Ideally, good teaching should go beyond learning to just play an instrument. It should encompass much more than instrumental technique, and that includes emotional and psychological well-being. The best teachers, after all, tend to become life mentors.
A shift to seeing students as whole people?
This does not mean that studio teachers should be expected to have expertise in mental health care or degrees in psychology. I do believe, however, that it does mean that teachers and institutions have a responsibility to support students by directing students towards care when they need it and also to provide a curriculum that allows the student to be seen as a whole person, not only as a performer or scholar.
For instance, I’m especially interested in helping students who identify as Asian who are dealing with both the trauma around the pandemic but also the rise of anti-Asian sentiment in the U.S., are fearful about the future, and are culturally underprepared to process their thoughts and feelings and tell their own stories. As a Korean American classical musician, I’m particularly sensitive to the issues around identity, microaggression, and bias that many Asian and Asian Americans face in classical music and in the larger culture.
I think there’s a great opportunity here for leaders and prominent leaders in the industry to demonstrate openness and empower educators (at all levels) as well as conservatories to play an essential role in helping their students develop greater self awareness and the skills for talking about their emotions and inner struggles.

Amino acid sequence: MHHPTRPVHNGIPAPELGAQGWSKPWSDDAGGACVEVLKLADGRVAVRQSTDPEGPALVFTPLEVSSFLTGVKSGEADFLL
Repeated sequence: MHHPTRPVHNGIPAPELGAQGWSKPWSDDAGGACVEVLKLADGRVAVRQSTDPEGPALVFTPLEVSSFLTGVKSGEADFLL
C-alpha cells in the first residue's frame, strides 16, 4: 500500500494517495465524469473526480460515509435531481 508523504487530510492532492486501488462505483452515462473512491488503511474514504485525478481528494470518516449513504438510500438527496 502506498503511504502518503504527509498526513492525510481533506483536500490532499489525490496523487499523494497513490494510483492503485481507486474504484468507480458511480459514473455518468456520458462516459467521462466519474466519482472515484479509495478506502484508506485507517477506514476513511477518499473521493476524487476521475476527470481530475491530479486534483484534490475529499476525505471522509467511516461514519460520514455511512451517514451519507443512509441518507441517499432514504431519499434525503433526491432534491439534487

When asked, people I talked to admitted that they couldn’t think of many examples in classical music of people or groups that are modeling this openness, but that there are slow shifts in other areas of education, like in the general school system, where the focus is beginning to include emotional literacy, health, and restorative practices that help everyone in the community to feel send, heard, and as though they belong.
And right now, music students and professionals are facing an unprecedented amount of uncertainty and need support.
Which makes me wonder if maybe we don’t need to wait for someone else to lead. Maybe each of us can do a tiny thing that is unique and meaningful to us, that helps our community move 1% forward.
Because big, huge, seismic shifts are tough. But as the British cycling team learned, the aggregation of tiny 1% improvements can be transformative.